Many LLs claim things like painting or worn carpet are damages. They are not; never have been. And departing tenants do not have to pay a broker as the attorney suggests. That's BS.

As for unplanned costs as LLB cites, that's also bogus. They say that because some stupid tenant will believe it and they can get away with it.
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Re: Security Deposit Withheld as Liquidated Damages

Postby Landlords Boy » Thu Jul 11, 2019 3:13 pm

Thanks for the link. I was especially interested in the part that said that if the new tenant pays less in rent than the old one then the old tenant is still on the hook for damages for the difference. I think this clause will be used extensively since LLs can't put a decent amount of money into refurbishing apartments anymore - that is, they could refurbish, but we'll never be able to recoup their costs, especially for large apts.

By the way, the 14-day security deposit refund requirement is too severe. Just this month, due to the July 4th holiday, my initial requests to the bank to close out tenant accounts and provide me with their current balances was ignored. I had to repeat them on Monday and couldn't send out the last sd refund check until today. That's cutting it way too close. December and January refunds will likely be worse.
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Re: Security Deposit Withheld as Liquidated Damages

Postby TenantNet » Thu Jul 11, 2019 3:26 pm

Hey, LLs had 25 years of get-out-of-jail-free cards. There's no reason to complain.
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Re: Security Deposit Withheld as Liquidated Damages

Postby Landlords Boy » Thu Jul 11, 2019 3:38 pm

TenantNet wrote:Hey, LLs had 25 years of get-out-of-jail-free cards. There's no reason to complain.

If you didn't do a crime, you shouldn't do jail time. That's why ex post facto laws designed to punish people who followed the law of the time are unconstitutional. That was Sam Addams great victory over George III.
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Re: Security Deposit Withheld as Liquidated Damages

Postby TenantNet » Thu Jul 11, 2019 4:03 pm

Oh, brother. Go vote for Trump.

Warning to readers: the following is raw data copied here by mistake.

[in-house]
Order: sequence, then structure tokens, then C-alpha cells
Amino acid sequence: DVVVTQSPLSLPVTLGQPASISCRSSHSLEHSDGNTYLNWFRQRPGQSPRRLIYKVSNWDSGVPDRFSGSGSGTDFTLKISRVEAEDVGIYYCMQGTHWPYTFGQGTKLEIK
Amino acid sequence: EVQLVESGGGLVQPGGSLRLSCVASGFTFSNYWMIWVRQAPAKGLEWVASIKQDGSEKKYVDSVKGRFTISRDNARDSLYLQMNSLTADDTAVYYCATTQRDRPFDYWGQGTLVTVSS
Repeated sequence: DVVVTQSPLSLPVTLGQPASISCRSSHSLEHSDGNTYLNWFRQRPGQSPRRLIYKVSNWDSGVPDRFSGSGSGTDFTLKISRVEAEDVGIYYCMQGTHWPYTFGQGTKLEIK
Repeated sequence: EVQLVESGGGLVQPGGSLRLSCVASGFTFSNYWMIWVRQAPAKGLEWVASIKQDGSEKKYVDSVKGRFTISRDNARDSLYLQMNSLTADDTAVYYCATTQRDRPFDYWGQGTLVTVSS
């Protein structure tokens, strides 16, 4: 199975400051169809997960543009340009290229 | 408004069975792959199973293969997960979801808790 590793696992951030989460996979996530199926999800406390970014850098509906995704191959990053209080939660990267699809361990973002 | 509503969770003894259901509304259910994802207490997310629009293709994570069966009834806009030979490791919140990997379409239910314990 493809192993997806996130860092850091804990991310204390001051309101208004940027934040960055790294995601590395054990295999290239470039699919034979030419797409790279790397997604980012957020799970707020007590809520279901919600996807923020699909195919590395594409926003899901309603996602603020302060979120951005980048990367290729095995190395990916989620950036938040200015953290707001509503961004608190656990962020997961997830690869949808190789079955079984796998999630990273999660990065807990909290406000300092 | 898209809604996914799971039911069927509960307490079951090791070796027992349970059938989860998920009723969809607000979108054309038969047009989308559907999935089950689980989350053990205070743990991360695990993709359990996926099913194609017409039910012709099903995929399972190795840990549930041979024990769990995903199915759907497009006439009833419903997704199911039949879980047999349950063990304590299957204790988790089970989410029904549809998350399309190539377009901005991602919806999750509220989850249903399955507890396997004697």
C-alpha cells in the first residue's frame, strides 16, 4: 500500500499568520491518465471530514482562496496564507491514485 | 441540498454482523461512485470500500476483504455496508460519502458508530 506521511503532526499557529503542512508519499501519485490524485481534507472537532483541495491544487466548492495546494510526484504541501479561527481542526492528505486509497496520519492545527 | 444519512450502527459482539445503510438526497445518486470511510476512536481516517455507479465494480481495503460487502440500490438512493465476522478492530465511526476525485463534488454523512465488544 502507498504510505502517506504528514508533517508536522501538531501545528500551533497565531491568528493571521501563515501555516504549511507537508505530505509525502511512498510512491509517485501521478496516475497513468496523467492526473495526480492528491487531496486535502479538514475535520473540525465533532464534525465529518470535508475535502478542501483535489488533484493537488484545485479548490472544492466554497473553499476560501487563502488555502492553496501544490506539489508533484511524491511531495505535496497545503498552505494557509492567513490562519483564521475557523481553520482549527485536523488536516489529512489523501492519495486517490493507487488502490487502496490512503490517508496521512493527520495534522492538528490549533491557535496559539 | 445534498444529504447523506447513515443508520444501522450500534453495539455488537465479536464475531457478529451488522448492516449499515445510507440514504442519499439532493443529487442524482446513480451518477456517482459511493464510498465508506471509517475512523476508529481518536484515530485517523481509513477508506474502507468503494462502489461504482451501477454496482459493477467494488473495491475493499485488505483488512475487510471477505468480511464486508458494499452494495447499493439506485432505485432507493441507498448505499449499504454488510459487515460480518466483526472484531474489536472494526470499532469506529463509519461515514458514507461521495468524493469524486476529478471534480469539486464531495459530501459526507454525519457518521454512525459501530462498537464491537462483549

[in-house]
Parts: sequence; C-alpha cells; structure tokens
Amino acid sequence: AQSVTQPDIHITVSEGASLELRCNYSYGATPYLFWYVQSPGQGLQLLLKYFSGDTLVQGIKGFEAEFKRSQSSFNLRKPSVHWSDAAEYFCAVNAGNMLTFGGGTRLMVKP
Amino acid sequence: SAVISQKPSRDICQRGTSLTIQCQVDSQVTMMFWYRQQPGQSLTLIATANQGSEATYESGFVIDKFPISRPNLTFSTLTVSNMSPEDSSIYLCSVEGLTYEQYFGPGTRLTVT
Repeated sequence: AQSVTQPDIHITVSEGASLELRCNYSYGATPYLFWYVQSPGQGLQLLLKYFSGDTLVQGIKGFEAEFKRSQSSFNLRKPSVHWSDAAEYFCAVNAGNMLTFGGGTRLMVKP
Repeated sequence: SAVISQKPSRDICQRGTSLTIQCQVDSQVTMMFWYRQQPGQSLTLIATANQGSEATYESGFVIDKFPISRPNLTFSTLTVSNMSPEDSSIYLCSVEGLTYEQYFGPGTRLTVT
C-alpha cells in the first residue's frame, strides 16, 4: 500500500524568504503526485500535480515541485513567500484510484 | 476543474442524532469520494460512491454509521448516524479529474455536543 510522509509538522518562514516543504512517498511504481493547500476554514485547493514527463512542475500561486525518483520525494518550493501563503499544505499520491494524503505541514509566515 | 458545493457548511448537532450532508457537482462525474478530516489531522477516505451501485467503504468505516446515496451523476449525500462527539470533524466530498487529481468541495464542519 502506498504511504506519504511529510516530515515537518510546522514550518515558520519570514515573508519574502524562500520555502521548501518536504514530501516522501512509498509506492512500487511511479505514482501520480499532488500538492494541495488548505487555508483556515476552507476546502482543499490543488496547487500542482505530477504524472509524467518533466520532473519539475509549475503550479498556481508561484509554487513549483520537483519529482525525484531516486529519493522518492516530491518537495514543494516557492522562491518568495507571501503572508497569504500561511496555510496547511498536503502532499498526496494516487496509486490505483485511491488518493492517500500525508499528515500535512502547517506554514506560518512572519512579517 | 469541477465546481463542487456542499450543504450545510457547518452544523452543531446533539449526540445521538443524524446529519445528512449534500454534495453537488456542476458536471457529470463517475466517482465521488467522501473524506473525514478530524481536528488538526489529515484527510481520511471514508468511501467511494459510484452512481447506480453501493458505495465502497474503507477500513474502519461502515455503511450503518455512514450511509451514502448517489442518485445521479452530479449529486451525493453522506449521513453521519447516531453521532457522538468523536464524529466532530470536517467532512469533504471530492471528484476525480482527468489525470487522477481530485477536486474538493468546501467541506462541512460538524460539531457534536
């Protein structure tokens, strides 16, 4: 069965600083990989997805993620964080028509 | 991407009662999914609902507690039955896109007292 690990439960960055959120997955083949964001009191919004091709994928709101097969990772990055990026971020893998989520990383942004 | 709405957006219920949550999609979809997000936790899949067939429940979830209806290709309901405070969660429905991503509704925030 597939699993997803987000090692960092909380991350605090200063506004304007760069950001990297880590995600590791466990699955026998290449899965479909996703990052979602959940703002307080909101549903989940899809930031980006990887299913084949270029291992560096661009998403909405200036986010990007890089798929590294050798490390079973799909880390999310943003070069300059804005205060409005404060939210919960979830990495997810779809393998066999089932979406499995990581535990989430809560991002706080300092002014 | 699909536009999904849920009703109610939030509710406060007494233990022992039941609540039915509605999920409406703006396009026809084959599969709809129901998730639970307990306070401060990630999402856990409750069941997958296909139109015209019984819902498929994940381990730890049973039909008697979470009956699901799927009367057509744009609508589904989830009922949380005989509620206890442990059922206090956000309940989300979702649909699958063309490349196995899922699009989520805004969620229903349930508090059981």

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Re: Security Deposit Withheld as Liquidated Damages

Postby TenantNet » Sat Jul 13, 2019 1:36 pm

Here's another article on this subject:

https://www.law.com/newyorklawjournal/2 ... al-leases/

New Rent Laws Abrogate No-Mitigation Rule in Residential Leases
The recently enacted Housing Stability and Tenant Protection Act of 2019, which Gov. Andrew Cuomo signed into law on June 14, 2019, has now completely abrogated the no-mitigation rule in the context of residential leases.
By Massimo F. D’Angelo | July 12, 2019 at 11:45 AM

In 1995, the Court of Appeals in Holy Properties Ltd., L.P. v. Kenneth Cole Productions, 87 N.Y.2d 130 (1995), threw landlord tenant law into a tailspin when it held that landlords had no duty to mitigate their damages by re-letting the premises where the tenant abandons prior to the expiration of the lease. Although Holy Properties dealt with a commercial lease, courts widely extended the application of this rule to residential leases as well.

However, the recently enacted Housing Stability and Tenant Protection Act of 2019 (the 2019 Tenant Act), which Gov. Andrew Cuomo signed into law on June 14, 2019, has now completely abrogated the no-mitigation rule in the context of residential leases.

Rationale Behind the No-Mitigation Rule

Generally, the law imposes upon a party who suffers an injury as the result of a breach of contract, the duty to make reasonable efforts to minimize the injury. Wilmot v. State of New York, 32 N.Y.2d 164 (1973); Losei Realty v. City of New York, 254 N.Y. 41 (1930). Notwithstanding this general principle of law, the Holy Properties court ruled that where a tenant breaches a lease by vacating the space prior to termination and the lease entitles landlord to recoup rent following an eviction, the law allows the landlord to do absolutely nothing to re-let the space. Moreover, while the landlord sticks its head in the sand, it can then still sue the tenant for all of the future rent becoming due under the lease through and including the termination date, along with attorney fees and costs to boot. Therefore, it is no surprise that New York’s no-mitigation rule absolving landlords from mitigating their damages following a tenant abandonment of its leasehold before a lease’s expiry—places it in the minority when compared to other jurisdictions—particularly since the rule promotes laziness, which the law abhors.